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Managing Complexity of Information Systems: The Value of Simplicity by Mederic Morel, Pirmin P. Lemberger

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Chapter 3Value or Values?

 

 

 

You can’t communicate complexity, only an awareness of it.

Alan Jay Perlis — Epigrams on Programming

 

The concept of value, for enterprise assets, is essential because it is a measure of their usefulness. Numerous concepts of values have been defined for enterprise assets. They can be categorized according to two main criteria. The first criterion is simply: “Who is concerned?” The second is whether the value is financial or non-financial.

The assets, in turn, are usually divided into physical assets and intangible assets. The former are the usual assets, those which can be seen and physically measured, such as buildings or machines. The latter, on the other hand, cannot be seen or measured directly but are nonetheless usually recognized as contributing to either the competitive advantage of a company or to its legal rights. In this category, we find assets such as trade secrets, copyrights, patents, human capital, and, of course, software. Some organizations1 even propose ways to account for intangible assets in financial statements and the literature on this subject is extensive.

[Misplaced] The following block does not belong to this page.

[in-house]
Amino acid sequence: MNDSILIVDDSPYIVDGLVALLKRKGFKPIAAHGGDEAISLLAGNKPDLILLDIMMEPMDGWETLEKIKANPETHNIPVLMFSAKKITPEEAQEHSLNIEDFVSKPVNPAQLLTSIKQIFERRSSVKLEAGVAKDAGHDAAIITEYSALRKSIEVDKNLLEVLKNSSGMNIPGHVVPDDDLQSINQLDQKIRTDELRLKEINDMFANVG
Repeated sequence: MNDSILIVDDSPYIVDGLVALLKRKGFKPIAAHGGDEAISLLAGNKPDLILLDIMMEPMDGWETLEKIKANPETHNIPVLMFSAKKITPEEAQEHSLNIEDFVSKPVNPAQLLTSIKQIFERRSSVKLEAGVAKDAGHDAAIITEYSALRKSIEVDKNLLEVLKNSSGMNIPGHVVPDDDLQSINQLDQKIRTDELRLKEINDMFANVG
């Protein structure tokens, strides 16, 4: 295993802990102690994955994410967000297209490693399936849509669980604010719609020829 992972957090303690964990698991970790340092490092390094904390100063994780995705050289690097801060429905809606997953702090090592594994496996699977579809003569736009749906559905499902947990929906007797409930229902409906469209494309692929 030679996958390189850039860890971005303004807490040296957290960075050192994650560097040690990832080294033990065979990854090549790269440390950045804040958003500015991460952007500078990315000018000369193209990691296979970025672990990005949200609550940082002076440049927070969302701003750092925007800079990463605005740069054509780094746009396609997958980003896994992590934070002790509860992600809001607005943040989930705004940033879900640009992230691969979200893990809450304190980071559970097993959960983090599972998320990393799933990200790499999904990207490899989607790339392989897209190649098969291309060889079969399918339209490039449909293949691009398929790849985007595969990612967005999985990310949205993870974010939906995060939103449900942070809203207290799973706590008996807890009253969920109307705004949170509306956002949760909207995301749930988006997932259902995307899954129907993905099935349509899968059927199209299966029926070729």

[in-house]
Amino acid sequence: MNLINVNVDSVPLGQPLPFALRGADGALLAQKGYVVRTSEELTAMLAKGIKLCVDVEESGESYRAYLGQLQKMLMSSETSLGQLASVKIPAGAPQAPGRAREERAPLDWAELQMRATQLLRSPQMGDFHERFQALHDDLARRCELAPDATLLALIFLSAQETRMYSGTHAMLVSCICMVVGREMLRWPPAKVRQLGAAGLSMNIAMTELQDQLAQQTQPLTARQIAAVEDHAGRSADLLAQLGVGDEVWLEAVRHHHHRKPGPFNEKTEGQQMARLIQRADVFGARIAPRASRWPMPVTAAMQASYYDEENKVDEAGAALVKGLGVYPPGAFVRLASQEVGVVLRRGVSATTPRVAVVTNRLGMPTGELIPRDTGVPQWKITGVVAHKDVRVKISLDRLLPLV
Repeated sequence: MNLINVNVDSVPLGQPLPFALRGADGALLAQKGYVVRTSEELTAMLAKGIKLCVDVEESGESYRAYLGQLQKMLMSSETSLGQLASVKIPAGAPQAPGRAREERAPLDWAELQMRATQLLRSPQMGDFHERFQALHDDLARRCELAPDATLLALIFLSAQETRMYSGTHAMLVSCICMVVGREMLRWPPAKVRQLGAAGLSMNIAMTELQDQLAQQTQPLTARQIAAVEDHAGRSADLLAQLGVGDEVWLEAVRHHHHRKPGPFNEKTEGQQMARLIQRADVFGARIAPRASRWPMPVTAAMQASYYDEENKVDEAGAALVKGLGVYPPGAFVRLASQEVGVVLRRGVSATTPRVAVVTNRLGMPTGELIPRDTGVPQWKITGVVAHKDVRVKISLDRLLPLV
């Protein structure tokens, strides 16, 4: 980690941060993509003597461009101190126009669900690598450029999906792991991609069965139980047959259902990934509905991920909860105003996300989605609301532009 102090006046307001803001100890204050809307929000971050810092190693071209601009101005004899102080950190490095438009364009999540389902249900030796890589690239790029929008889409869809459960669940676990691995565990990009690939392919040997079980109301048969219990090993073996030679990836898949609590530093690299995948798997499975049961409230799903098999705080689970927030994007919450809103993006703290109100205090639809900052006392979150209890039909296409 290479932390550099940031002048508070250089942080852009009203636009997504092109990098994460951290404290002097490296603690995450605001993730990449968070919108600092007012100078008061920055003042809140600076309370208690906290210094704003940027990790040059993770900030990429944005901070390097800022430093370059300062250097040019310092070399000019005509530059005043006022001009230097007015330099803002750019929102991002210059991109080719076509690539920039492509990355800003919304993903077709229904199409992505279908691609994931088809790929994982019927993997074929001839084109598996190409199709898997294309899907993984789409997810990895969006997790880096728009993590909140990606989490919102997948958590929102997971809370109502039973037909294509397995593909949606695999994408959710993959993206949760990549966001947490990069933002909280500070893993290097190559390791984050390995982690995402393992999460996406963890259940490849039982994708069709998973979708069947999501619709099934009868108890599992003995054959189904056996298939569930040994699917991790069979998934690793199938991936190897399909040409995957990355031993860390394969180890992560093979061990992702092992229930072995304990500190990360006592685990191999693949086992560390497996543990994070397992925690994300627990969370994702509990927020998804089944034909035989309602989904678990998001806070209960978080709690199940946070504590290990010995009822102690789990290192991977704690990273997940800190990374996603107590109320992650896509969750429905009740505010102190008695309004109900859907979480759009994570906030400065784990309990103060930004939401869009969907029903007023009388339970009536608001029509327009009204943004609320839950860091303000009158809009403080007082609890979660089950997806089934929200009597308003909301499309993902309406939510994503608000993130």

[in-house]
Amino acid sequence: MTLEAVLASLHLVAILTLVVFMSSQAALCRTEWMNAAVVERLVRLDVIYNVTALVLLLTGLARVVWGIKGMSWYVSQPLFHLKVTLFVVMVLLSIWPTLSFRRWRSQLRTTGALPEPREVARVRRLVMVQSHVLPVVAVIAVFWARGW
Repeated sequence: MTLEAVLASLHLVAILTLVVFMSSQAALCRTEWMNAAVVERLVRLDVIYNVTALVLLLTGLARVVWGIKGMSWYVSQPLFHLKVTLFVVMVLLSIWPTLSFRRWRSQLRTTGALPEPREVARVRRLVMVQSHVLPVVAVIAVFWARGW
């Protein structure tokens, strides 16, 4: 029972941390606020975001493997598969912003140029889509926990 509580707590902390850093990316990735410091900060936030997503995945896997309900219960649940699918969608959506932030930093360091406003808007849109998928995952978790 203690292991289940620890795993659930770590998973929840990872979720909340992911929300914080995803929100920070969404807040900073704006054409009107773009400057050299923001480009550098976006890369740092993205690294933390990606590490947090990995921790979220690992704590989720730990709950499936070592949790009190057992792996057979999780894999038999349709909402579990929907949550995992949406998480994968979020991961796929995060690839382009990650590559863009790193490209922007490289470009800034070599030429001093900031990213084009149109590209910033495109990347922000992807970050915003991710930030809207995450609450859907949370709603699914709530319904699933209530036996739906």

Thus, we must ask what kind of asset an information system (IS) really is. An IS is actually a hybrid object. The hardware and the premises that house it are clearly physical assets. Remember also that an IS can be seen as the explicit knowledge of a company. Thus, an IS is also an intangible asset, just like human capital, specialized know-how, or patents. Some IT management ...

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